Montana Viewpoint: Merchants of anger
I watch people driving down highways in $80,000 pickup trucks and towing $200,000 RVs (which are bigger than a lot of people’s houses, but so are some of the pickups) and then a boat is pulled behind the RV and not to mention the various means of propulsion strapped here and there. And hanging from this caravan of maybe half a million dollars of toys is a license plate that says “Don’t Tread On Me” – which I like as a statement, but from the looks of it these people don’t seem to get trampled on very much. But they are angry.
Are they angry only out of anger, or is it anger at some particular danger to humanity? Or are people just afraid of losing what they have or think they deserve? I think of Marlon Brando’s line in The Wild One when a reserved waitress at Bleeker’s Cafe asks biker gang leader Brando what he’s rebelling against, and Brando says, “Whaddaya got?”
There is indeed a lot to worry about, but you can’t just dive into one big cloud of worry. It has to be about certain things. It must have a goal. It needs to be focused, and there seems to be an entire industry created just to channel all this free-flowing anger. People like Rachel Maddow or Tucker Carlson can focus on a person’s anger at loss of manhood, police beatings, immigrants, black, white, or America going to hell in a hand basket (which is ambidextrous – fits either right or left). move.
But there’s a greater purpose than just pissing people off, and it’s to divert people from what can actually be fixed by working together and toward what can be destroyed by working against each other. There’s also the economic aspect of anger, like increasing TV ratings and a show’s market share, not to mention increasing the salaries of individual anger dealers.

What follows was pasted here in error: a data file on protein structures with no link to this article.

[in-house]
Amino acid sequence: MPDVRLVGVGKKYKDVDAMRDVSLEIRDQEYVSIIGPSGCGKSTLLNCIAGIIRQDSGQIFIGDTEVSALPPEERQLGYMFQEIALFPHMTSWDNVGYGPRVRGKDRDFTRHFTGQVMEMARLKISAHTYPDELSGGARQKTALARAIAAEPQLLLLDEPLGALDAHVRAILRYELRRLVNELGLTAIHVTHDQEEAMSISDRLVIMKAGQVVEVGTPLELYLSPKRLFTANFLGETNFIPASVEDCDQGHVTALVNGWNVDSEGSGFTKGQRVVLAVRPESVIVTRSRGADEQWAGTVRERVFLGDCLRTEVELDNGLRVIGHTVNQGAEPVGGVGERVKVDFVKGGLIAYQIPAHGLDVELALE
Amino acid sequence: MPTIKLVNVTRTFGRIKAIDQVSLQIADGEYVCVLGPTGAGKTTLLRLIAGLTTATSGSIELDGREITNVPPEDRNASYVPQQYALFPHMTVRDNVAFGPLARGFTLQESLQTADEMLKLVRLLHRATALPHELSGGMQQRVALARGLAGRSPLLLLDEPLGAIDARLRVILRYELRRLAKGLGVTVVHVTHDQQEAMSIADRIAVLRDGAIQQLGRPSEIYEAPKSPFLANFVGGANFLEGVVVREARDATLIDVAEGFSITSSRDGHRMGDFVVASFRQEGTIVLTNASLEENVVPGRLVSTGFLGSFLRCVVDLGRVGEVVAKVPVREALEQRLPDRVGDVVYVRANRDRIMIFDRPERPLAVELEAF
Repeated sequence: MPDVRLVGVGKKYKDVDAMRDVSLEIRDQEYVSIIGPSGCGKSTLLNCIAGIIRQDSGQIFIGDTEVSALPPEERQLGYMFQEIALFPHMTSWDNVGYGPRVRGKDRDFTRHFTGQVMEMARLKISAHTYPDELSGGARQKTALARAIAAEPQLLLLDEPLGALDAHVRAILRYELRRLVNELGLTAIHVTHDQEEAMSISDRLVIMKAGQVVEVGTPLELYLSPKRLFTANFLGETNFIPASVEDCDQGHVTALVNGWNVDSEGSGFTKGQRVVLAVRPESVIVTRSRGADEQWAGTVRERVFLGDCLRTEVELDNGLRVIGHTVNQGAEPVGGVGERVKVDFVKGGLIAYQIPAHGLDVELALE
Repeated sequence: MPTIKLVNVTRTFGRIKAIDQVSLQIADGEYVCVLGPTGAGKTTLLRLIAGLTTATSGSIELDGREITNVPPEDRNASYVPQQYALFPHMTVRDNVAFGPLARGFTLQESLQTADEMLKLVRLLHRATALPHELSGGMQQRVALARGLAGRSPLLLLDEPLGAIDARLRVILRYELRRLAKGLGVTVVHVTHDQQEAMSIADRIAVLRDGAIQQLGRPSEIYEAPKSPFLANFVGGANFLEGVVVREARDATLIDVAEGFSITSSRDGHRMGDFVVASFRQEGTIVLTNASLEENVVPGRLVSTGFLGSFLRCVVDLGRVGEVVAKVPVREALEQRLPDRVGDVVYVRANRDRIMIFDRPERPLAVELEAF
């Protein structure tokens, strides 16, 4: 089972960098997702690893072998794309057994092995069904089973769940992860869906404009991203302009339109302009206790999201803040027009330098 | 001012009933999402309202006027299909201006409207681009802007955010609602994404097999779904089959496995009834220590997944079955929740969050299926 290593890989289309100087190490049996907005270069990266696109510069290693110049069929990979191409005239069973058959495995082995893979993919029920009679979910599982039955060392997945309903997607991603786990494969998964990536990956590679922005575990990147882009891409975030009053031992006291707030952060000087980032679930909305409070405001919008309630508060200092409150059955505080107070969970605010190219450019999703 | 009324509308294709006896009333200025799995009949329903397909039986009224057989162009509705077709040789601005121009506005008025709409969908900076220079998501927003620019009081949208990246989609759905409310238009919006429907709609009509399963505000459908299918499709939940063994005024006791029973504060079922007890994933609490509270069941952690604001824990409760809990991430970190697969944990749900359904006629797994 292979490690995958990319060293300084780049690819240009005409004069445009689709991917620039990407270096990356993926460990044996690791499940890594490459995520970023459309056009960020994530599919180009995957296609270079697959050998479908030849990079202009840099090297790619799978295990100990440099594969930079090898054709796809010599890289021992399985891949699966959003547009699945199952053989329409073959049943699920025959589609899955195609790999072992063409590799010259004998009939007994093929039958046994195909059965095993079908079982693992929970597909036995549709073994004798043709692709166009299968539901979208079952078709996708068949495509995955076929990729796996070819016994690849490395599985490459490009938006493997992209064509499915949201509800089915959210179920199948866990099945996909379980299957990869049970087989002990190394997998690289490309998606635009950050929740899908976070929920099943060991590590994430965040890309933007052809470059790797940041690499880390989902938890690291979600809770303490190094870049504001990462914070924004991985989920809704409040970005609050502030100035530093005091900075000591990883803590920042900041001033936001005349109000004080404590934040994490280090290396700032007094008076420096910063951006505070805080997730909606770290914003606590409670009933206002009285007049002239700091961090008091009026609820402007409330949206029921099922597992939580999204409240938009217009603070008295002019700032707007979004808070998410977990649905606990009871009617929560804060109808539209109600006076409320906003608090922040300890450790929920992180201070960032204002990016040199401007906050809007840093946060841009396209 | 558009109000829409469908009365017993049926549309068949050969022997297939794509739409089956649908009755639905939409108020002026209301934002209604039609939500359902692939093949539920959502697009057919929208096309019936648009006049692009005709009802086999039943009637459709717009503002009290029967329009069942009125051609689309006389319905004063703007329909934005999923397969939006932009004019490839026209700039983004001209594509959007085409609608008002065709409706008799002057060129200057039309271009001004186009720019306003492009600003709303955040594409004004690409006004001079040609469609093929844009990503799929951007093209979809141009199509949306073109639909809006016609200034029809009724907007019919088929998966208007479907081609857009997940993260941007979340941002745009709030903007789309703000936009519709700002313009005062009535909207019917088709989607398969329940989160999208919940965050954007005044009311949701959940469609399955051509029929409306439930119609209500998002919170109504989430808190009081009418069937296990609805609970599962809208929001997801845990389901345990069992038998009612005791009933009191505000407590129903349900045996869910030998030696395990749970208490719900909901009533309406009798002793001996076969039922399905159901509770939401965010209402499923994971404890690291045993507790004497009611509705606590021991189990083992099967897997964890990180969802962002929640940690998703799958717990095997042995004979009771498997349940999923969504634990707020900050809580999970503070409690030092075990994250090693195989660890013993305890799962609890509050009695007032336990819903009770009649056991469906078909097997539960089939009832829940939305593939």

In this sense, is anger a commodity like wheat or potatoes or coal? Is there a futures market for anger like other commodities? Is anger the bitcoin of politics? Anger as a commodity has real value to those who use it because they make real money from it. It’s to the anger-monger’s advantage to make people angry, and like the snake-oil salesmen of yore, they play Americans for fools.
Anger as a political tool is not new, but the current speed at which anger can be spread and misinformation can be fabricated without adequate explanation or rebuttal is. I don’t pretend to understand the how, but while methods of communication have changed dramatically, human nature hasn’t. There is still greed, vanity, jealousy and pride, all served by anger. But there are also loyalty, a sense of duty, unselfishness, honesty and integrity. The latter virtues, however, do not sell as well as the former vices.
When someone tells us to be angry about something, we need to ask “why.” What is their motivation for convincing another to be angry with a third party? What’s in it for you? In the case of MSNBC or Fox, it’s money.
If the purpose of anger is to tear down something we don’t like, what plans are there to replace it with something better or even anything?
In the 1970s, the Chicago School of Economists, led by Milton Friedman, believed that when an economic system is destroyed, a new, perfect, ideal system will magically replace it. They tried that in Chile after the assassination of Chile’s first democratically elected President, Miguel Allende, and the result was mass misery.
Well, perfection is in the eye of the beholder, and the destruction of an economy or any other system does not take into account the human suffering that will occur. That’s not what idealists are very good at anyway. Today’s ragemongers are no better at proposing solutions to replace what they want destroyed than the student radicals of the 1960s and 1970s.
Get rid of what we don’t like and something better will happen? Much luck!
Montana Viewpoint has appeared in weekly and online newspapers throughout Montana for over 25 years. Jim Elliott served sixteen years in the Montana legislature as a state representative and state senator. He lives on his ranch in Trout Creek.